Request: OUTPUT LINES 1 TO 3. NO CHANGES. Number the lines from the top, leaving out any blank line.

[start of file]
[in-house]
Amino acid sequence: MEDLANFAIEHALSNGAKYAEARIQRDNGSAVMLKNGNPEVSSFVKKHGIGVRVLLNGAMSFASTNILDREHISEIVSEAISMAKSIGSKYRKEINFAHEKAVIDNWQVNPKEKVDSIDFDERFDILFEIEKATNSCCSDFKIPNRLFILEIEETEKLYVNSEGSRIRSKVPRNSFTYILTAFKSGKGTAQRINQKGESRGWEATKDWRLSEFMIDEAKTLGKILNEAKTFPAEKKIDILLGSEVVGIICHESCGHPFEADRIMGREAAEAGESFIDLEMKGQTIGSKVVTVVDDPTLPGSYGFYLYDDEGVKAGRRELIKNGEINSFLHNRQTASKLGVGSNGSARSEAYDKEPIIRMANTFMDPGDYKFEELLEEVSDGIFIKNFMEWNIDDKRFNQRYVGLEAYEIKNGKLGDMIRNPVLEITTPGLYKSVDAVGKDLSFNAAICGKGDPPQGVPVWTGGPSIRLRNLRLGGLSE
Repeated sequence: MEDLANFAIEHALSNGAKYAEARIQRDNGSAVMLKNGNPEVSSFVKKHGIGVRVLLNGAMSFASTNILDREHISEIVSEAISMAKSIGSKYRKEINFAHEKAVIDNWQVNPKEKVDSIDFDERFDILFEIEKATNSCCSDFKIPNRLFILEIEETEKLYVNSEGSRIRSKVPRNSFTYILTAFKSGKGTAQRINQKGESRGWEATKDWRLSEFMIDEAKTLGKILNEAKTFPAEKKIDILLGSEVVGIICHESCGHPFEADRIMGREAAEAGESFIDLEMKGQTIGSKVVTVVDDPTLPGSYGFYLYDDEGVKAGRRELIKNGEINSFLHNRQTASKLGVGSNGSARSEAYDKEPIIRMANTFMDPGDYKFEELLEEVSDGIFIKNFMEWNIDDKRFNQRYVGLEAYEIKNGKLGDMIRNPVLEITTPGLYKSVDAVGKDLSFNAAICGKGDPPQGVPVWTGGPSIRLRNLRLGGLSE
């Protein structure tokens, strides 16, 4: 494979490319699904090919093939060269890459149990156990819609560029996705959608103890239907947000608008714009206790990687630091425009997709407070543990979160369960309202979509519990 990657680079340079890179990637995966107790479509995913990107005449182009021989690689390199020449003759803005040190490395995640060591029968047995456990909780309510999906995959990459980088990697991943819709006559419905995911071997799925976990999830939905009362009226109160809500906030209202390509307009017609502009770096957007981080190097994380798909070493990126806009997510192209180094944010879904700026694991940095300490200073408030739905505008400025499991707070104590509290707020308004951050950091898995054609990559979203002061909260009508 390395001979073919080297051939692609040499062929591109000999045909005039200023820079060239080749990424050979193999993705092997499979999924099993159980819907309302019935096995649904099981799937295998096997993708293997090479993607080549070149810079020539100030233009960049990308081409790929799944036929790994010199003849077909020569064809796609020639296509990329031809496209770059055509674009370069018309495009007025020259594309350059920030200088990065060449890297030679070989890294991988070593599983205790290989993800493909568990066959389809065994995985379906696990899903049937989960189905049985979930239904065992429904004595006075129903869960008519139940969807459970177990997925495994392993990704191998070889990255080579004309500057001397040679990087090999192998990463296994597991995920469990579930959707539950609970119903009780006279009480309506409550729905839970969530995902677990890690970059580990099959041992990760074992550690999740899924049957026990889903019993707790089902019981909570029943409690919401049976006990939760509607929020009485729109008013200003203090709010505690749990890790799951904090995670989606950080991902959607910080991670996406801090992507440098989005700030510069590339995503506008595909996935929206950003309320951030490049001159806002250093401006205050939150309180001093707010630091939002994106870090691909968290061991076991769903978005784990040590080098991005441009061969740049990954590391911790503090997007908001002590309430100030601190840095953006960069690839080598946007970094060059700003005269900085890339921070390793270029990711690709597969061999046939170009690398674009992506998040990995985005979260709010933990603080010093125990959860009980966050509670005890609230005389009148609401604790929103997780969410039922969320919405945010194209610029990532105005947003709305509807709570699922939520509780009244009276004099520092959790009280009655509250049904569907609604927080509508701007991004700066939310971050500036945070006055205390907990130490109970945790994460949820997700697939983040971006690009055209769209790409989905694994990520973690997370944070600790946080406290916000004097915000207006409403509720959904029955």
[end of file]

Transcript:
[in-house]
Amino acid sequence: MEDLANFAIEHALSNGAKYAEARIQRDNGSAVMLKNGNPEVSSFVKKHGIGVRVLLNGAMSFASTNILDREHISEIVSEAISMAKSIGSKYRKEINFAHEKAVIDNWQVNPKEKVDSIDFDERFDILFEIEKATNSCCSDFKIPNRLFILEIEETEKLYVNSEGSRIRSKVPRNSFTYILTAFKSGKGTAQRINQKGESRGWEATKDWRLSEFMIDEAKTLGKILNEAKTFPAEKKIDILLGSEVVGIICHESCGHPFEADRIMGREAAEAGESFIDLEMKGQTIGSKVVTVVDDPTLPGSYGFYLYDDEGVKAGRRELIKNGEINSFLHNRQTASKLGVGSNGSARSEAYDKEPIIRMANTFMDPGDYKFEELLEEVSDGIFIKNFMEWNIDDKRFNQRYVGLEAYEIKNGKLGDMIRNPVLEITTPGLYKSVDAVGKDLSFNAAICGKGDPPQGVPVWTGGPSIRLRNLRLGGLSE
Repeated sequence: MEDLANFAIEHALSNGAKYAEARIQRDNGSAVMLKNGNPEVSSFVKKHGIGVRVLLNGAMSFASTNILDREHISEIVSEAISMAKSIGSKYRKEINFAHEKAVIDNWQVNPKEKVDSIDFDERFDILFEIEKATNSCCSDFKIPNRLFILEIEETEKLYVNSEGSRIRSKVPRNSFTYILTAFKSGKGTAQRINQKGESRGWEATKDWRLSEFMIDEAKTLGKILNEAKTFPAEKKIDILLGSEVVGIICHESCGHPFEADRIMGREAAEAGESFIDLEMKGQTIGSKVVTVVDDPTLPGSYGFYLYDDEGVKAGRRELIKNGEINSFLHNRQTASKLGVGSNGSARSEAYDKEPIIRMANTFMDPGDYKFEELLEEVSDGIFIKNFMEWNIDDKRFNQRYVGLEAYEIKNGKLGDMIRNPVLEITTPGLYKSVDAVGKDLSFNAAICGKGDPPQGVPVWTGGPSIRLRNLRLGGLSE